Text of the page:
Furthermore, PTHrP and 1,25-(OH)2 cholecalciferol were low. Other potential causes of hypercalcemia include immobilization-induced hypercalcemia. Immobilization usually results in hypercalcemia in patients with spinal injury weeks after immobilization. In a study of 11 healthy subjects, immobilization for 12 weeks resulted in a minor increase in serum calcium from 9.3 to 9.5 mg/dL throughout the immobilization, but urinary calcium increased five weeks after immobilization [22]. Our patient developed hypercalcemia four days after the surgery, and she was not entirely immobile, as she could sit at the bedside and on a chair. Similarly, once the CS beads were used again for the second surgery, a similar rise in calcium was noticed, pointing toward the CS beads as a potential cause rather than immobilization. One weakness in our case is that we did not collect urine to measure calcium excretion, as it should correlate with the volume of CS beads applied (50 cc).

According to the manufacturer, the calcium sulfate-based beads are mixed with antibiotics, and the gradually dissolving calcium sulfate allows a steady release of antibiotics and subsequently increases the zone of coverage [23]. Possible hypotheses as to why hypercalcemia affects some patients, but not others, may be related to patient factors or CS bead-related factors. Specific batches might have a defective calcium release, leading to rapid absorption. Carlson et al. were surprised to see that the CS bead opacity was completely vanished five days after its application, correlating with the hypercalcemia in their patient, indicating rapid absorption [8]. Other possible factors may include which kind of antibiotics are mixed with the calcium sulfate hemihydrate. The three commonly used antibiotics are vancomycin, gentamicin, and tobramycin. There had been cases of rapid release of vancomycin from CS beads, with related acute kidney injury [14].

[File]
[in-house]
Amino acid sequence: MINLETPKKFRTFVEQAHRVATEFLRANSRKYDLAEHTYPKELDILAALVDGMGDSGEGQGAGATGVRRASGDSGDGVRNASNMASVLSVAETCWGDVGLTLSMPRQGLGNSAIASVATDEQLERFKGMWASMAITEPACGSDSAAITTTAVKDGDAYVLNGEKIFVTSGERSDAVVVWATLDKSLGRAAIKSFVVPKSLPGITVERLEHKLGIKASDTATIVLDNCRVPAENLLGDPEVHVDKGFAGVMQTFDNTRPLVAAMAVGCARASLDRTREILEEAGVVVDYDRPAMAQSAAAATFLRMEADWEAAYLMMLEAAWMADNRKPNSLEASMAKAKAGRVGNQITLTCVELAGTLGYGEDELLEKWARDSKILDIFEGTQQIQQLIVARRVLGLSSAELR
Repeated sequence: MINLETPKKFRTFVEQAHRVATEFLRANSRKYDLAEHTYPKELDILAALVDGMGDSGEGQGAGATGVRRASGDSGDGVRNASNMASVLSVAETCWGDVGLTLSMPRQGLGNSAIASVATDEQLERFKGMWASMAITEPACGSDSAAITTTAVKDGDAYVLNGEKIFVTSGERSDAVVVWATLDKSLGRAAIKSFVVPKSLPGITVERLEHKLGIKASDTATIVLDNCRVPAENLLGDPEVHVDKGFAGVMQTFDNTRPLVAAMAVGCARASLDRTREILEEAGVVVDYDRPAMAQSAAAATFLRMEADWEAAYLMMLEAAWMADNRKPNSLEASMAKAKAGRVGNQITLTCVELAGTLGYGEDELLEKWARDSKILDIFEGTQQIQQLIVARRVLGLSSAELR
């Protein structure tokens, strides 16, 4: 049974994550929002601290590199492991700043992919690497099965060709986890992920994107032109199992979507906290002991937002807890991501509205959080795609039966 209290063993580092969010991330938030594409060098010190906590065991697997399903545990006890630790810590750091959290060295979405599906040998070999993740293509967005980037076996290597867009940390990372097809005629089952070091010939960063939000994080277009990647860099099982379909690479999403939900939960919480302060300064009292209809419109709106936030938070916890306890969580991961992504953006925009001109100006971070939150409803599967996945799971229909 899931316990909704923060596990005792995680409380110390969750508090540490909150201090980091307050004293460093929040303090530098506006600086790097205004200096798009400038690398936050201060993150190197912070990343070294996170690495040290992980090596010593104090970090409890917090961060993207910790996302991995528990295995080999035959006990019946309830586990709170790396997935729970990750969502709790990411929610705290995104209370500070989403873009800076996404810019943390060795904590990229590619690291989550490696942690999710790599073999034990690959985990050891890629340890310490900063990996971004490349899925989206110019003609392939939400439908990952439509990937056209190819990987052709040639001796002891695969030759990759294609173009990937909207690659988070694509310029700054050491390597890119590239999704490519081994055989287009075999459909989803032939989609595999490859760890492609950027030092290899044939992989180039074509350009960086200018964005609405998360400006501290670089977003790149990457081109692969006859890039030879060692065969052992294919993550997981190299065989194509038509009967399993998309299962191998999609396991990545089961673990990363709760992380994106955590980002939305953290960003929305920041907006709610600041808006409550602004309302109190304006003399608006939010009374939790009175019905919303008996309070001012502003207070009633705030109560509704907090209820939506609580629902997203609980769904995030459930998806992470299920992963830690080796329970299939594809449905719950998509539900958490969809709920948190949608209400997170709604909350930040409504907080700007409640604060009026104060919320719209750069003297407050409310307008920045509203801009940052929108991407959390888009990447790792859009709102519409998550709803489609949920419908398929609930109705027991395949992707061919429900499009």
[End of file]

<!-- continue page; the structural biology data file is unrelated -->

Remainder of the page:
Bead volume seems to correlate with the degree of hypercalcemia. We further looked at the nine patients reported by Kallala et al. and case reports that include bead volume [7,9,13,15,17,21]. Simple linear regression showed a significant correlation between bead volume and degree of hypercalcemia (R2 = 0.2, p = 0.03) (Figure 3). Therefore, to avoid hypercalcemia, the current recommendation is to use less than 40 cc of CS beads [1].

Other possible causes might be patient-related. Applying the CS beads near rich vascular beds may enhance calcium release into the circulation. As mentioned earlier, most of the reported symptomatic cases are females (about 65%). In fact, in a recent study done in a predominantly male population (84% were males), serum calcium mildly decreased postoperatively and after applying CS beads. Although it was not statistically significant, serum calcium decreased from 9.2 to 8.8 mg/dL [24]. There might be a gender difference in handling calcium. The term "calcigender" was recently used to describe such differences in calcium homeostasis. Females of many species, including humans, have been shown to extrude calcium, partly evolutionary for fetal skeletal development. Recent insight into calcium channels showed that estradiol increases calcium absorption through transient receptor potential vanilloid 5 (TRPV5) and TRPV6, major channels in the kidneys, and other tissues [25]. Furthermore, 17-β estradiol leads to increase mRNA expression of TRPV6 [26].


In this case, we would like to draw attention to the possibility of symptomatic, severe hypercalcemia following the application of calcium sulfate beads used in orthopedic procedures as fillers and mode of antibiotic delivery. Therefore, it is crucial to monitor calcium levels postoperatively for early detection and treatment of hypercalcemia. In addition, it is important to follow recommendations of applying less than 40 cc of calcium sulfate beads if possible to avoid symptomatic hypercalcemia.


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Case report

Hypercalcemia in a 67-Year-Old Female Following the Use of Calcium Sulfate Beads: A Case Report and Review of Literature

Author Information

Hussam R. Alkaissi

Internal Medicine, Kings County Hospital Center, Brooklyn, USA

Internal Medicine, Veterans Affairs Medical Center, Brooklyn, USA

Internal Medicine, State University of New York Downstate Medical Center, Brooklyn, USA

Samy I. McFarlane Corresponding Author

Medicine and Endocrinology, University of New York Downstate Medical Center, Brooklyn, USA

Ethics Statement and Conflict of Interest Disclosures

Human subjects: Consent was obtained or waived by all participants in this study. Conflicts of interest: In compliance with the ICMJE uniform disclosure form, all authors declare the following: Payment/services info: All authors have declared that no financial support was received from any organization for the submitted work. Financial relationships: All authors have declared that they have no financial relationships at present or within the previous three years with any organizations that might have an interest in the submitted work. Other relationships: All authors have declared that there are no other relationships or activities that could appear to have influenced the submitted work.

Case report

Hypercalcemia in a 67-Year-Old Female Following the Use of Calcium Sulfate Beads: A Case Report and Review of Literature